Anti-Christian persecution can be a straightforward result of explicitly religious motives, such as Islamic State militants who beheaded 21 Coptic Christians from Egypt in Libya in February 2015, or assassins professing loyalty to ISIS who slit the throat of French Father Jacques Hamel in July 2016.
At times, however, Christians fall prey to complex political, military and cultural movements that may have little to do specifically with religion. New developments in the Democratic Republic of Congo offer a good illustration of the point.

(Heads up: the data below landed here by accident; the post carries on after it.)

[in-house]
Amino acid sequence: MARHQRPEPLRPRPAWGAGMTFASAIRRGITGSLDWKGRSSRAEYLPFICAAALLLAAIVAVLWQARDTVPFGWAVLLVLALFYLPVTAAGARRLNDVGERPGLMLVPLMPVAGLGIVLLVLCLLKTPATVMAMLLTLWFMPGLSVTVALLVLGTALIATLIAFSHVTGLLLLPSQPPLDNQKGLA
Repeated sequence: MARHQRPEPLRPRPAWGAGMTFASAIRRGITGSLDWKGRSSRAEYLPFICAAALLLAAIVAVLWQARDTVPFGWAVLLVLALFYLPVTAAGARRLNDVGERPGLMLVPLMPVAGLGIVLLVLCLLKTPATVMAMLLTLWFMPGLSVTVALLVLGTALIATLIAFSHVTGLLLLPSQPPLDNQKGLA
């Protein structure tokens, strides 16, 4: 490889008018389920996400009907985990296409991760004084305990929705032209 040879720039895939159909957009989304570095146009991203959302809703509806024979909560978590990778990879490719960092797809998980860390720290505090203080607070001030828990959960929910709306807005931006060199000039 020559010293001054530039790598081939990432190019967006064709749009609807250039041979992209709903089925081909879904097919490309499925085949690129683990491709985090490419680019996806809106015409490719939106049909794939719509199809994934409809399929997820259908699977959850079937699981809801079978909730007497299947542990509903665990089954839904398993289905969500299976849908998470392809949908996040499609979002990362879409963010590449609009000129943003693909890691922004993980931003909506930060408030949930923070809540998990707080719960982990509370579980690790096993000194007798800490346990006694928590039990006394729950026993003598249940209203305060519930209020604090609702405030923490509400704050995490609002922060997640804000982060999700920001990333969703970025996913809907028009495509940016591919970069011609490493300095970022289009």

This week, a group of 25 Catholic seminarians was evacuated by helicopter by UN peace-keeping forces from a seminary in Malole in Kananga, located in the Kasai-Central province of the country in the south, near the border with Angola. The evacuation followed an armed assault on their seminary in late February.
That assault was led by troops loyal to the late Kamwina Nsapu, a tribal leader who was killed by the Congolese military in August 2016. The evacuated seminarians were taken to Mbuji-Mayi, a city of at least 1.5 million which serves as the capital of the nearby Kasai-Oriental province.
The seminarians had been blocked from taking a road that leads to Mbuji-Mayi because it was under the control of Nsapu forces, and thus had to be rescued by air.
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